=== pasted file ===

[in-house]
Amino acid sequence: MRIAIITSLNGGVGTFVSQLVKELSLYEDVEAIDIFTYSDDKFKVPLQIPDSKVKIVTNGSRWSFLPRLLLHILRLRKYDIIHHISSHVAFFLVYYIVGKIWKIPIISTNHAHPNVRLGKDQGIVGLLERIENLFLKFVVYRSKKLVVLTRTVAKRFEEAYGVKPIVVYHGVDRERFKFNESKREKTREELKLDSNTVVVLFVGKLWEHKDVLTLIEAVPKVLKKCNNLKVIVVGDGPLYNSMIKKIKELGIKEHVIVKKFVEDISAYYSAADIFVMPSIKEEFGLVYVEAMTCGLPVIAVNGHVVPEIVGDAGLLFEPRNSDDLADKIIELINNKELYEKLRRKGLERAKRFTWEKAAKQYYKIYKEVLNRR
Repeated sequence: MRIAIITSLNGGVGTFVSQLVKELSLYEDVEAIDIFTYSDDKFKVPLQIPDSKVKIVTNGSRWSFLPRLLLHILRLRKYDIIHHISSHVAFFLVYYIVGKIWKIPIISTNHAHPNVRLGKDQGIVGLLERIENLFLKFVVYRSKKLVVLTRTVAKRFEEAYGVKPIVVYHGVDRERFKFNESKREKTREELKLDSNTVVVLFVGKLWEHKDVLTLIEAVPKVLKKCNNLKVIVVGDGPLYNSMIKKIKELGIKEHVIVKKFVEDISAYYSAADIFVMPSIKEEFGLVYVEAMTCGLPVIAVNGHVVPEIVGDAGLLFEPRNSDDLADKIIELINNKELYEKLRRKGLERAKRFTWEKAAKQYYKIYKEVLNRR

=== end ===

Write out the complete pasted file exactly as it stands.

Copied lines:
[in-house]
Amino acid sequence: MRIAIITSLNGGVGTFVSQLVKELSLYEDVEAIDIFTYSDDKFKVPLQIPDSKVKIVTNGSRWSFLPRLLLHILRLRKYDIIHHISSHVAFFLVYYIVGKIWKIPIISTNHAHPNVRLGKDQGIVGLLERIENLFLKFVVYRSKKLVVLTRTVAKRFEEAYGVKPIVVYHGVDRERFKFNESKREKTREELKLDSNTVVVLFVGKLWEHKDVLTLIEAVPKVLKKCNNLKVIVVGDGPLYNSMIKKIKELGIKEHVIVKKFVEDISAYYSAADIFVMPSIKEEFGLVYVEAMTCGLPVIAVNGHVVPEIVGDAGLLFEPRNSDDLADKIIELINNKELYEKLRRKGLERAKRFTWEKAAKQYYKIYKEVLNRR
Repeated sequence: MRIAIITSLNGGVGTFVSQLVKELSLYEDVEAIDIFTYSDDKFKVPLQIPDSKVKIVTNGSRWSFLPRLLLHILRLRKYDIIHHISSHVAFFLVYYIVGKIWKIPIISTNHAHPNVRLGKDQGIVGLLERIENLFLKFVVYRSKKLVVLTRTVAKRFEEAYGVKPIVVYHGVDRERFKFNESKREKTREELKLDSNTVVVLFVGKLWEHKDVLTLIEAVPKVLKKCNNLKVIVVGDGPLYNSMIKKIKELGIKEHVIVKKFVEDISAYYSAADIFVMPSIKEEFGLVYVEAMTCGLPVIAVNGHVVPEIVGDAGLLFEPRNSDDLADKIIELINNKELYEKLRRKGLERAKRFTWEKAAKQYYKIYKEVLNRR